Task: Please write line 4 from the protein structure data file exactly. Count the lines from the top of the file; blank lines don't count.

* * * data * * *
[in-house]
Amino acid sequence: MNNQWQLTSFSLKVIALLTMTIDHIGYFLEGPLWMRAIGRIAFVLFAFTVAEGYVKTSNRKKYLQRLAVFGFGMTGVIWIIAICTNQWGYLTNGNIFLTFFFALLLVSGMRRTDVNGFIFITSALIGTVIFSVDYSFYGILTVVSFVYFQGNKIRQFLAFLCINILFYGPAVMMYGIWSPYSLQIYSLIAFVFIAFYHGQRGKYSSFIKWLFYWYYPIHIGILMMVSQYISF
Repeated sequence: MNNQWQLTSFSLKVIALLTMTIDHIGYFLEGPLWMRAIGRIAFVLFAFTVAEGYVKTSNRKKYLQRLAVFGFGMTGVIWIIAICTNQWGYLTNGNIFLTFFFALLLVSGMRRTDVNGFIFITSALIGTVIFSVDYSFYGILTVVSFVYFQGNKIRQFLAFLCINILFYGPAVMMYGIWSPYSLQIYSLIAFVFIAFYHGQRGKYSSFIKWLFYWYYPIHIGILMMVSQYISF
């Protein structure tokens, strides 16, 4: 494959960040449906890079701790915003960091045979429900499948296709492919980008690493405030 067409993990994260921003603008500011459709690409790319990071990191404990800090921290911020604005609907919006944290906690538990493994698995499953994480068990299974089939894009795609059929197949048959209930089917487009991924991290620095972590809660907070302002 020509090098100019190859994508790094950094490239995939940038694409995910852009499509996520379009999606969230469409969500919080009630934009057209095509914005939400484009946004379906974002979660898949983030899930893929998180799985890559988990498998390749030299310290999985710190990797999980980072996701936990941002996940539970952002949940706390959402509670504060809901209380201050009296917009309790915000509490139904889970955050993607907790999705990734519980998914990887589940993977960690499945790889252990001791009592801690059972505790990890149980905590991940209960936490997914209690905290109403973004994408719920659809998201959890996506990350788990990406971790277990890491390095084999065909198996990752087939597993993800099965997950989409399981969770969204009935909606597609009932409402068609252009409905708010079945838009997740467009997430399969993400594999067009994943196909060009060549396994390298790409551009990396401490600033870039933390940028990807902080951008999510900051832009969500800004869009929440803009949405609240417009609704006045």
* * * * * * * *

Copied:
């Protein structure tokens, strides 16, 4: 494959960040449906890079701790915003960091045979429900499948296709492919980008690493405030 067409993990994260921003603008500011459709690409790319990071990191404990800090921290911020604005609907919006944290906690538990493994698995499953994480068990299974089939894009795609059929197949048959209930089917487009991924991290620095972590809660907070302002 020509090098100019190859994508790094950094490239995939940038694409995910852009499509996520379009999606969230469409969500919080009630934009057209095509914005939400484009946004379906974002979660898949983030899930893929998180799985890559988990498998390749030299310290999985710190990797999980980072996701936990941002996940539970952002949940706390959402509670504060809901209380201050009296917009309790915000509490139904889970955050993607907790999705990734519980998914990887589940993977960690499945790889252990001791009592801690059972505790990890149980905590991940209960936490997914209690905290109403973004994408719920659809998201959890996506990350788990990406971790277990890491390095084999065909198996990752087939597993993800099965997950989409399981969770969204009935909606597609009932409402068609252009409905708010079945838009997740467009997430399969993400594999067009994943196909060009060549396994390298790409551009990396401490600033870039933390940028990807902080951008999510900051832009969500800004869009929440803009949405609240417009609704006045």